Great Wine Trips: Australia and New Zealand
Producing the majority of the country’s wine, South Australia has seventeen different regions, about five of which are located outside the greater Adelaide area, where the golf is all private yet open to international visitors.
Where to Play: Royal Adelaide Golf Club (royaladelaidegolf.com.au) is an Alister MacKenzie links. The distinctly elevated greens of Kooyonga Golf Club (kooyongagolf.com.au) are hard to hit on windy (i.e., most) days.
Where to Taste: A must drink is the famous Penfolds shiraz at one of the legendary label’s wineries in Adelaide or the Barossa Valley (penfolds.com.au). The Bridgewater Mill (bridgewatermill.com.au) houses the tasting room for Petaluma. Also look for smaller vineyards like Clarendon Hills in Blewitt Springs and Tim Adams in Clare Valley.
New Zealand, North Island
Initially known for its sauvignon blanc, New Zealand’s wine industry is expanding, and its spectacular scenery often makes for spectacular golf.
Where to Play: The must plays are Cape Kidnappers (011-64/6875-1900, capekidnappers.com), the photogenic Tom Doak track, and Kauri Cliffs (011-64/9407-0060, kauricliffs.com), another cliffside course where every shot requires precision and focus.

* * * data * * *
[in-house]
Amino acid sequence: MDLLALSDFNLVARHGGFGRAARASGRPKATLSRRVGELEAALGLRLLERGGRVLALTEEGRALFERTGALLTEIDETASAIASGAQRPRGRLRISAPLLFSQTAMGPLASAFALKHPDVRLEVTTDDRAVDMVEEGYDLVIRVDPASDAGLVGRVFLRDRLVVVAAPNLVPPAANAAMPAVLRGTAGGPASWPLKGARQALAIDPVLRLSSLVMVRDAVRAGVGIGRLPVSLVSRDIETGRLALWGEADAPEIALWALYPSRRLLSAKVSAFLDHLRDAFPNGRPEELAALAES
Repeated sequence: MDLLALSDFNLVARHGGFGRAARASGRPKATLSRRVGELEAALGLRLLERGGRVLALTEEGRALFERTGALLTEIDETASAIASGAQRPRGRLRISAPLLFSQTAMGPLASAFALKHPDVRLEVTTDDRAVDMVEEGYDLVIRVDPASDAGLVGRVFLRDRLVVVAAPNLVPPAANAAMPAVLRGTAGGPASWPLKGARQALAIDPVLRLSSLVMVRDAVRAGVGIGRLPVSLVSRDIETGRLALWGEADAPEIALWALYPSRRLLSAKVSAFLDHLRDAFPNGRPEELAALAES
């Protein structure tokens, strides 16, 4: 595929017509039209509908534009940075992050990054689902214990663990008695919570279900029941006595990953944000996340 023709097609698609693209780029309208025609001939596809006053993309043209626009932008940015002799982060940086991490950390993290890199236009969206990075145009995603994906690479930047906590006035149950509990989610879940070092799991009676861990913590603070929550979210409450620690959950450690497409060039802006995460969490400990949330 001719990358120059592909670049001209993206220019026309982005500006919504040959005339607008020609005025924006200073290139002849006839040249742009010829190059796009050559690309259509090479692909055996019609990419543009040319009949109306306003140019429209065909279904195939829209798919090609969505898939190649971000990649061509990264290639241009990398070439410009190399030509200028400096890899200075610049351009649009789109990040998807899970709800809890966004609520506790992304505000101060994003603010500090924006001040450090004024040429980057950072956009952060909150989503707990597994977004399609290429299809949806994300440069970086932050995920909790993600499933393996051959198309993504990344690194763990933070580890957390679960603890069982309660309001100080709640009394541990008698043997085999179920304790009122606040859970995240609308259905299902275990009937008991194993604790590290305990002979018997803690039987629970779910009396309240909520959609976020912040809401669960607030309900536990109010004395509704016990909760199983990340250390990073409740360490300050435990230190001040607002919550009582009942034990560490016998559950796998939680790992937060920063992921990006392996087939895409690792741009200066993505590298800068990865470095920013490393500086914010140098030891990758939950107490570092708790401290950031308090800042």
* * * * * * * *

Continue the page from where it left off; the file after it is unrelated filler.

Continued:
Where to Taste: For a crisp glass of top pinot gris, head to Marsden Estate (marsdenestate.co.nz) and stay for lunch. The Te Mata Estate Winery (temata.co.nz, pictured above), is N.Z.’s oldest winery and, like the Craggy Range Winery (craggyrange.com), is an easy visit after playing nearby Cape Kidnappers.
Where to Stay: The excellent Lodge at Kauri Cliffs (kauricliffs.com) is located on the scenic Bay of Islands, near the Northland wine region. Another luxury option is Huka Lodge (hukalodge.com), a true retreat that offers helicopter transfers for arrivals and departures.
Tour Operators: Lookout Point (lookoutpoint.co.nz)